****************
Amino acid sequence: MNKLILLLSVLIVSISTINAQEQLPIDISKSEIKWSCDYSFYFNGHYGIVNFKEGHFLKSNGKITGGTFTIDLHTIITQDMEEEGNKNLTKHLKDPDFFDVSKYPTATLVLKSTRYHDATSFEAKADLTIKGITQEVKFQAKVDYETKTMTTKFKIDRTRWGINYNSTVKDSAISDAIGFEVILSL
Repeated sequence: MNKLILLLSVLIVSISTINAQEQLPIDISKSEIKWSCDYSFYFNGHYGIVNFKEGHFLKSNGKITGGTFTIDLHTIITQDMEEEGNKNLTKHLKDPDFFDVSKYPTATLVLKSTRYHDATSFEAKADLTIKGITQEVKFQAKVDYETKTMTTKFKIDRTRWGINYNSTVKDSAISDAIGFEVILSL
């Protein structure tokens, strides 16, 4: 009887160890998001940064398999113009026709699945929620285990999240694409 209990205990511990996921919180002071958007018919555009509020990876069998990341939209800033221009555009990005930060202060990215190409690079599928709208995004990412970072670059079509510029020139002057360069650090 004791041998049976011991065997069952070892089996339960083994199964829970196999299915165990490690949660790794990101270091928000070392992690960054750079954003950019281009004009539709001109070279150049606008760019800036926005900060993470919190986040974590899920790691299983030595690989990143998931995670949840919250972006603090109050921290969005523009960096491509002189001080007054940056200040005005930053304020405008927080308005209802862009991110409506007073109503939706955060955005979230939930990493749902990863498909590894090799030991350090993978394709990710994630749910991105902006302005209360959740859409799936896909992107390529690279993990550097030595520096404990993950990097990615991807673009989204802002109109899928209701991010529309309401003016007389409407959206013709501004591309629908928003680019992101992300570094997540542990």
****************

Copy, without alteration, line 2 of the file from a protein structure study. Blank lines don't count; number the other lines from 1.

Repeated sequence: MNKLILLLSVLIVSISTINAQEQLPIDISKSEIKWSCDYSFYFNGHYGIVNFKEGHFLKSNGKITGGTFTIDLHTIITQDMEEEGNKNLTKHLKDPDFFDVSKYPTATLVLKSTRYHDATSFEAKADLTIKGITQEVKFQAKVDYETKTMTTKFKIDRTRWGINYNSTVKDSAISDAIGFEVILSL